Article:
If NV Legislature extends business tax, Republicans vow fight in court
CARSON CITY, Nev. — Senate Minority Leader James Settelmeyer, R-Gardnerville, said Thursday if Democrats try to extend the Modified Business Tax sunset and other taxes using a simple majority vote, the issue will end up in court.
He said Nevada’s constitution requires a two-thirds majority to pass “anything that increases revenue in any form.” He said that has been the ruling on sunsets in the past as well as new or increased taxes.
Settelmeyer said two-thirds is clearly required to extend the MBT rate currently scheduled to drop back down effective July 1. And, without at least one Republican, the Democratic majority is short of that mark.
Democrats have said they have an opinion from the Legislative Counsel Bureau’s Legal Division saying two-thirds isn’t necessary to extend an existing tax rate, only to enact a new or higher tax rate.
Settelmeyer said Democrats won’t get a single Republican to vote for the extension.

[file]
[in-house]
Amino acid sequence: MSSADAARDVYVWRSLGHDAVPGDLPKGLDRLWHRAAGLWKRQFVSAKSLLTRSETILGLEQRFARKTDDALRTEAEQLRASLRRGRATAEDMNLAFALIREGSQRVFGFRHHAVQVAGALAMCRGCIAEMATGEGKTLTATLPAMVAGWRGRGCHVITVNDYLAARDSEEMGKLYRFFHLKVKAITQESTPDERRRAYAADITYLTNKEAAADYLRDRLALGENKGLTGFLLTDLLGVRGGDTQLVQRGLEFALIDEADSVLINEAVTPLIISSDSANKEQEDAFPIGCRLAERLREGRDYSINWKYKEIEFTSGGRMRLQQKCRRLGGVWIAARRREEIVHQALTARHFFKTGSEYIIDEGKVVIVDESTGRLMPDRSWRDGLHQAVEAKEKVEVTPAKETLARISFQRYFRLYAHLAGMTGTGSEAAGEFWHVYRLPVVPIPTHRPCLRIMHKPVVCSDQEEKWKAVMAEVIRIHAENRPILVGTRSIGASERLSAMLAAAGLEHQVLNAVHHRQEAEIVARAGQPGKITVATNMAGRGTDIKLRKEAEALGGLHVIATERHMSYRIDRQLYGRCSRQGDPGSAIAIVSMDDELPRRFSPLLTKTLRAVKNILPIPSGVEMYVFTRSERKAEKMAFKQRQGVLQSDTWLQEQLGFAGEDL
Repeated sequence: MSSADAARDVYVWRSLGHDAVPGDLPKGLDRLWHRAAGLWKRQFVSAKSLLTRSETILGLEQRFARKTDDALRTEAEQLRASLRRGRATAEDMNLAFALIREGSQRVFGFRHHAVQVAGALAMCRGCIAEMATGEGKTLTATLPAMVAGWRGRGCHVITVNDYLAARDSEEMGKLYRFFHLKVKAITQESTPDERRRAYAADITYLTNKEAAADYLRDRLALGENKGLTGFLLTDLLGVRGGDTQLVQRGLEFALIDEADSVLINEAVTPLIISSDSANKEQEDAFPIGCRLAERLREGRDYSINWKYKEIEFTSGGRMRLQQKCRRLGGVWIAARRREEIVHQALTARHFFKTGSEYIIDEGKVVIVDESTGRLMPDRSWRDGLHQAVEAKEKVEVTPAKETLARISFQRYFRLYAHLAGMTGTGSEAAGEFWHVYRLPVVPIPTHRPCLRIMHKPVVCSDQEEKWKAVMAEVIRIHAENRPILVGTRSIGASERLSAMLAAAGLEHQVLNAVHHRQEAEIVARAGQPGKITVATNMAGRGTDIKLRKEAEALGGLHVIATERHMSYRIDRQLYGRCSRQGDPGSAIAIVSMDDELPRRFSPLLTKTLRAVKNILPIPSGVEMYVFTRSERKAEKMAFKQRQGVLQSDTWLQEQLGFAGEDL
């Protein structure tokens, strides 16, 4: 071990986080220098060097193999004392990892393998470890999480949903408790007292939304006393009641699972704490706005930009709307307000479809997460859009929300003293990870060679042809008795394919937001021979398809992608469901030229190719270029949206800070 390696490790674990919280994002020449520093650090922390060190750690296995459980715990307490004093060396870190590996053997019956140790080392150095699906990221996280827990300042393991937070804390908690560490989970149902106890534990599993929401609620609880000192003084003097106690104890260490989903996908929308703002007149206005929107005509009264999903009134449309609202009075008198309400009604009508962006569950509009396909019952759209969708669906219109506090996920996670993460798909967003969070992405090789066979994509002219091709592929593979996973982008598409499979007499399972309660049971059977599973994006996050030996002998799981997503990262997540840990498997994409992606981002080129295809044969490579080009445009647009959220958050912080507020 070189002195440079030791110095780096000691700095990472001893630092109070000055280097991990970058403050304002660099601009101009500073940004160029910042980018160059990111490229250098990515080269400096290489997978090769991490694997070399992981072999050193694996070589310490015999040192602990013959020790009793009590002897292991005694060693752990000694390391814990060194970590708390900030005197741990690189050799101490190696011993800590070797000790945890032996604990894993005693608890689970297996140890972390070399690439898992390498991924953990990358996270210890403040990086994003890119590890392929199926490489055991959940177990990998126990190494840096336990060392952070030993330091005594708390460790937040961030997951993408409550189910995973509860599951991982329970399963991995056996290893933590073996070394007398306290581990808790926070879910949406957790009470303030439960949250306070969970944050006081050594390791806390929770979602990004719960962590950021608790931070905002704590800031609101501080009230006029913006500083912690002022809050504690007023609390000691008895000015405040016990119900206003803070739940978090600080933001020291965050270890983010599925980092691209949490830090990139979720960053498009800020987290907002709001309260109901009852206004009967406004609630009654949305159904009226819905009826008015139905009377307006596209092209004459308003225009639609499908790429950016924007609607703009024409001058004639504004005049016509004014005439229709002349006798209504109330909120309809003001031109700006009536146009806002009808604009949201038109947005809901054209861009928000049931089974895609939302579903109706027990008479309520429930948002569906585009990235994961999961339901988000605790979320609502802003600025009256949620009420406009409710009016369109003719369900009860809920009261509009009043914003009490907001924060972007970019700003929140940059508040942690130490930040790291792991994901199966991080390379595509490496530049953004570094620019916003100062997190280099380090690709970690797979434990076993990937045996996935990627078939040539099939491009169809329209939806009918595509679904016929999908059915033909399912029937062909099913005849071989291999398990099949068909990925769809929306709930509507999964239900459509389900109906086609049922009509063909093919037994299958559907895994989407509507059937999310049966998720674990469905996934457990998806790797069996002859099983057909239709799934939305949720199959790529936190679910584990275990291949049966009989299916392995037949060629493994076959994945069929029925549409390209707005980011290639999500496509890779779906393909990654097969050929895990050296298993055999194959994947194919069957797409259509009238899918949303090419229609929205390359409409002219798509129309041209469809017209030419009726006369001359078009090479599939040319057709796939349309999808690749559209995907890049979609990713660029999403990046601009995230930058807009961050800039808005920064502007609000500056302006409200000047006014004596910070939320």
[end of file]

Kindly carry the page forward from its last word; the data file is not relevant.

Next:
Nevada voters, he said made their intent clear when they added the two-thirds requirement to the state constitution.
Extending the MBT rate would generate more than $100 million over the biennium. Settelmeyer said the plan to extend the DMV technology fee set to sunset in 2021 also runs afoul of the two-thirds requirement. That fee, however, only generates about $7 million.
He said Democrats have made it clear they’ll do it on a simple majority vote.
“If they do that, we’ll end up in court,” said Settelmeyer.
He said he hasn’t talked with Gov. Steve Sisolak about the plan and about other parts of the recommended budget.
“I’ve talked to Joyce (Woodhouse) and Jason (Frierson) but I haven’t been invited over there,” he said motioning toward the Capitol.
Democrats have been scouring budgets and bills in the money committees looking for uncommitted cash in order to fund the $100 million needed to give teachers the 3 percent raises Sisolak promised during his campaign.
They have been doing so ever since the Economic Forum on May 1 added just $42.8 million to the total General Fund revenue they can spend this legislative session. The total General Fund available to the governor and lawmakers for the coming biennium is $8.85 billion.
The full effects of the pandemic on commercial office space in Northern Nevada likely won’t be revealed for years, but landlords across America remain on edge as millions of white-collar workers transition to home offices — and those who remain work under new safety standards and distancing protocols.